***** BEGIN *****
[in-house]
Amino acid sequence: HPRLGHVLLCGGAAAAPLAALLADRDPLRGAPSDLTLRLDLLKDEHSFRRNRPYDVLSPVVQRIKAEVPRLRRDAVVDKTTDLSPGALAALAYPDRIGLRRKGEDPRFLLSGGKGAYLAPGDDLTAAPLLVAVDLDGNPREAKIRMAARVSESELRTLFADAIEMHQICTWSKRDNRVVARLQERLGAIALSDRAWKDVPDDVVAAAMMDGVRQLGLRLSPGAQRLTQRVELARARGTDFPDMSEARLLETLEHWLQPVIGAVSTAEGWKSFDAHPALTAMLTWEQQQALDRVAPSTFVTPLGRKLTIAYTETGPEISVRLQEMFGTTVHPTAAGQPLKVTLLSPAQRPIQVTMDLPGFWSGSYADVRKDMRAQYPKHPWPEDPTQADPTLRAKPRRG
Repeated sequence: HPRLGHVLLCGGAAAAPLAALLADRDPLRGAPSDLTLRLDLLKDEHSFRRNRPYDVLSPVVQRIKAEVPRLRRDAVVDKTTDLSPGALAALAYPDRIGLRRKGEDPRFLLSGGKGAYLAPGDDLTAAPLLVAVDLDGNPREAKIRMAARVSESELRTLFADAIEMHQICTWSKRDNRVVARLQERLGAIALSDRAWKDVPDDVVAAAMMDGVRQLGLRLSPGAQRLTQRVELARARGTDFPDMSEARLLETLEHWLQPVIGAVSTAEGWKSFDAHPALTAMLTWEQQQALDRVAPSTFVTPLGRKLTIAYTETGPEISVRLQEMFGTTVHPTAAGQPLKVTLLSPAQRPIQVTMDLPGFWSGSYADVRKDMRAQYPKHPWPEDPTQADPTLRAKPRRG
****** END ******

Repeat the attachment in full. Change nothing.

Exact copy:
[in-house]
Amino acid sequence: HPRLGHVLLCGGAAAAPLAALLADRDPLRGAPSDLTLRLDLLKDEHSFRRNRPYDVLSPVVQRIKAEVPRLRRDAVVDKTTDLSPGALAALAYPDRIGLRRKGEDPRFLLSGGKGAYLAPGDDLTAAPLLVAVDLDGNPREAKIRMAARVSESELRTLFADAIEMHQICTWSKRDNRVVARLQERLGAIALSDRAWKDVPDDVVAAAMMDGVRQLGLRLSPGAQRLTQRVELARARGTDFPDMSEARLLETLEHWLQPVIGAVSTAEGWKSFDAHPALTAMLTWEQQQALDRVAPSTFVTPLGRKLTIAYTETGPEISVRLQEMFGTTVHPTAAGQPLKVTLLSPAQRPIQVTMDLPGFWSGSYADVRKDMRAQYPKHPWPEDPTQADPTLRAKPRRG
Repeated sequence: HPRLGHVLLCGGAAAAPLAALLADRDPLRGAPSDLTLRLDLLKDEHSFRRNRPYDVLSPVVQRIKAEVPRLRRDAVVDKTTDLSPGALAALAYPDRIGLRRKGEDPRFLLSGGKGAYLAPGDDLTAAPLLVAVDLDGNPREAKIRMAARVSESELRTLFADAIEMHQICTWSKRDNRVVARLQERLGAIALSDRAWKDVPDDVVAAAMMDGVRQLGLRLSPGAQRLTQRVELARARGTDFPDMSEARLLETLEHWLQPVIGAVSTAEGWKSFDAHPALTAMLTWEQQQALDRVAPSTFVTPLGRKLTIAYTETGPEISVRLQEMFGTTVHPTAAGQPLKVTLLSPAQRPIQVTMDLPGFWSGSYADVRKDMRAQYPKHPWPEDPTQADPTLRAKPRRG